Advancing New Scholarship

Free Speech For People is building support in the legal community for a new jurisprudence, alongside developing new scholarship and thinking that challenges the fabrication of corporate constitutional rights and the doctrine of unlimited campaign spending.

Harvard Law School – “Advancing A New Jurisprudence For American Self-Government And Democracy”

On November 7, 2014, in partnership with Harvard Law School and Harvard Law Professor John Coates, a leading corporate law expert in the country, we convened our first symposium, entitled “Advancing a New Jurisprudence for American Self-Government and Democracy.” We brought together prominent constitutional law professors and attorneys interested in creating new scholarship and legal arguments challenging the doctrines underlying the Citizens United, McCutcheon, and Buckley rulings.  The symposium included welcoming remarks by Harvard Law Dean Martha Minow, a public keynote by Senator Jon Tester of Montana, and four invitation-only panels on the following subjects:

  • Money in Politics and Democracy
  • Corporations and the First Amendment
  • Constitutional Dimensions of Corporate Law
  • Moving Beyond Citizens United and Hobby Lobby

The symposium was followed by a special publication of key papers in Constitutional Commentary, the most prestigious law journal focusing on constitutional law, and now serves as an important vehicle for educating the legal community and the public at large about the threat these doctrines present to our democracy and the work we must do to overturn them.

This is the first in a series of such convenings which will help amplify and organize voices of dissent within the legal community.

Harvard Law School – “Is the SpeechNow Ruling Vulnerable?”

On November 16, 2015, Free Speech For People and Harvard Law also hosted a symposium on, “Ending Super PACs: Is the SpeechNow ruling vulnerable?” The forum examined the case of SpeechNow, how a potential challenge could be crafted, and how overruling SpeechNow could affect Super PACs and campaign financing. The panel featured: Mark Alexander of Seton Hall Law School, Albert Alschuler of University of Chicago Law School, and Laurence Tribe of Harvard Law School. Renée Loth, columnist & former editorial page editor of The Boston Globe, moderated the conversation.

 

Loyola Law School, Los Angeles, California – “Corporations, the Constitution and Democracy”

Free Speech For People and Loyola Law School cohosted a symposium on “Corporations, the Constitution and Democracy” on November 20, 2015. The event featured two panels, “The Future of Corporate Constitutional Rights Litigation and Theory” and “Democracy, Corporations and Money In Politics.” The Honorable Leo E. Strine, Jr., Chief Justice of the Delaware Supreme Court delivered closing remarks, Corporate Power Ratchet: The Courts’ Role in Eroding “We the People’s” Ability to Constrain Our Corporate Creations.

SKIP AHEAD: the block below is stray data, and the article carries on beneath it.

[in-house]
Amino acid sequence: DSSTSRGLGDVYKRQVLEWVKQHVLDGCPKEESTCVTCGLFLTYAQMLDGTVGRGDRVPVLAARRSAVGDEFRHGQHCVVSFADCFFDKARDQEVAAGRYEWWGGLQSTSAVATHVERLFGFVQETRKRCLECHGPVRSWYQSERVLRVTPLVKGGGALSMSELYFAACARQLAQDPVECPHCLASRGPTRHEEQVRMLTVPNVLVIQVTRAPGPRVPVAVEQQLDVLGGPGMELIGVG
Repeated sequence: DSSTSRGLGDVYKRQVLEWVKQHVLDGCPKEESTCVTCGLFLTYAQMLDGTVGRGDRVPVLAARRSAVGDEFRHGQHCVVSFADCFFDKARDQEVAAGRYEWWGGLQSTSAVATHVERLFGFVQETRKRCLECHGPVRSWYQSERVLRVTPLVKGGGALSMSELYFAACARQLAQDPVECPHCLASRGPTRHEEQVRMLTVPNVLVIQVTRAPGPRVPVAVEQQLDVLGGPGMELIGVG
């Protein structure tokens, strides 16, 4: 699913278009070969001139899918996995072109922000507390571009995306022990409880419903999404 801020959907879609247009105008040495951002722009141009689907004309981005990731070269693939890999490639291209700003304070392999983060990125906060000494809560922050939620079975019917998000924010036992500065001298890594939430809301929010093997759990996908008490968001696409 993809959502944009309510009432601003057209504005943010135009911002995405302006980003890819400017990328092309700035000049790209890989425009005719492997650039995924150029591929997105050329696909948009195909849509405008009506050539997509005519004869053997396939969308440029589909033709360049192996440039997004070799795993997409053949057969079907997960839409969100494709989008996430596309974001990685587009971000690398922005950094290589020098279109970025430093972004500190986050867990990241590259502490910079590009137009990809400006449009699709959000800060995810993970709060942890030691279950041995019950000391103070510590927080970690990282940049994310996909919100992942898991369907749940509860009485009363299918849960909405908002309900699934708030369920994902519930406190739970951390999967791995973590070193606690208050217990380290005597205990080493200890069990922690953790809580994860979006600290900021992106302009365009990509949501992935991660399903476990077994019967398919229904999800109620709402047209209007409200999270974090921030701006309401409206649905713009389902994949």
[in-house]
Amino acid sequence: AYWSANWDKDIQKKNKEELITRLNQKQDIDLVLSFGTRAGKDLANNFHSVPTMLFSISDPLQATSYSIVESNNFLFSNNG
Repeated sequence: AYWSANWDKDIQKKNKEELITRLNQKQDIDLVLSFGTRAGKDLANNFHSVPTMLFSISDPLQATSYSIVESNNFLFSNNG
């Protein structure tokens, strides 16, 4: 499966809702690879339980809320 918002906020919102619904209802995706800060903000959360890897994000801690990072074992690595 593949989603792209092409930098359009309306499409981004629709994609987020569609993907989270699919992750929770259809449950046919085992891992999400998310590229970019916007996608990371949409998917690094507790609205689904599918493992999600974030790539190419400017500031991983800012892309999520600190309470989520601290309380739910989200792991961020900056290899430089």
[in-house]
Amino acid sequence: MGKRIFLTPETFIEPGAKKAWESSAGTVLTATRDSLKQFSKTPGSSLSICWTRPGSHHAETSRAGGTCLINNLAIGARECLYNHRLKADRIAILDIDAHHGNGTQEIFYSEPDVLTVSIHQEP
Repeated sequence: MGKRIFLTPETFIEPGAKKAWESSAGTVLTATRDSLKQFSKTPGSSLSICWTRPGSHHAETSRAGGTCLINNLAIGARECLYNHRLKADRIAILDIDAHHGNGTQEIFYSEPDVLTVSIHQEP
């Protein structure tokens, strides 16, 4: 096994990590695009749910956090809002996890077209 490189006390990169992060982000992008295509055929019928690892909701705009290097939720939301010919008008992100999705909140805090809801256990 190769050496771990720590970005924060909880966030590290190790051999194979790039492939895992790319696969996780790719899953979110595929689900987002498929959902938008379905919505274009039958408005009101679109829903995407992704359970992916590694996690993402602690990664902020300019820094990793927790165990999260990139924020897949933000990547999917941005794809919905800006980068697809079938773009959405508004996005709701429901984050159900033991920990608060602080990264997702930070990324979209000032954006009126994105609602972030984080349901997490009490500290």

For video of the symposium and a full list of speakers, click here.

Developing New Scholarship

Upon completion of our 2014 Harvard Law Symposium, key scholars and legal experts advanced our ways of understanding corporate constitutional rights through extensive research and analysis.

In February 2015, Professor John Coates of Harvard Law School published a paper, “Corporate Speech and the First Amendment: History, Data and Implications”. The article draws on empirical analysis, history, and economic theory to demonstrate how corporations have increasingly displaced individuals as direct beneficiaries of the First Amendment.

Professor Ciara Torres-Spelliscy of Stetson University College of Law provided commentary in “Corporate Democracy From Say on Pay to Say on Politics”. Published in March 2015, Professor Torres-Spelliscy explains how the Court’s ‘conception of corporate democracy rights for shareholders should protect shareholders’ ability to have a say on pay and say on politics.

Jennifer Taub, Vermont Law School professor and author, recently published “Is Hobby Lobby a Tool for Limiting Corporate Constitutional Rights?”, exploring how the Supreme Court further expanded corporate personhood in the case of Burwell v. Hobby Lobby Stores, Inc. Taub’s article offers an alternative to the current reading, by suggesting Hobby Lobby might provide a tool to limit “previously recognized corporate constitutional rights.”

For a complete list and access to publications stemming from our fall symposium, click here.

Building Support For Our New Jurisprudence

Free Speech For People receives legal support from law professionals across the country. To get involved with our Legal Advocacy work, click here.

 

 

 

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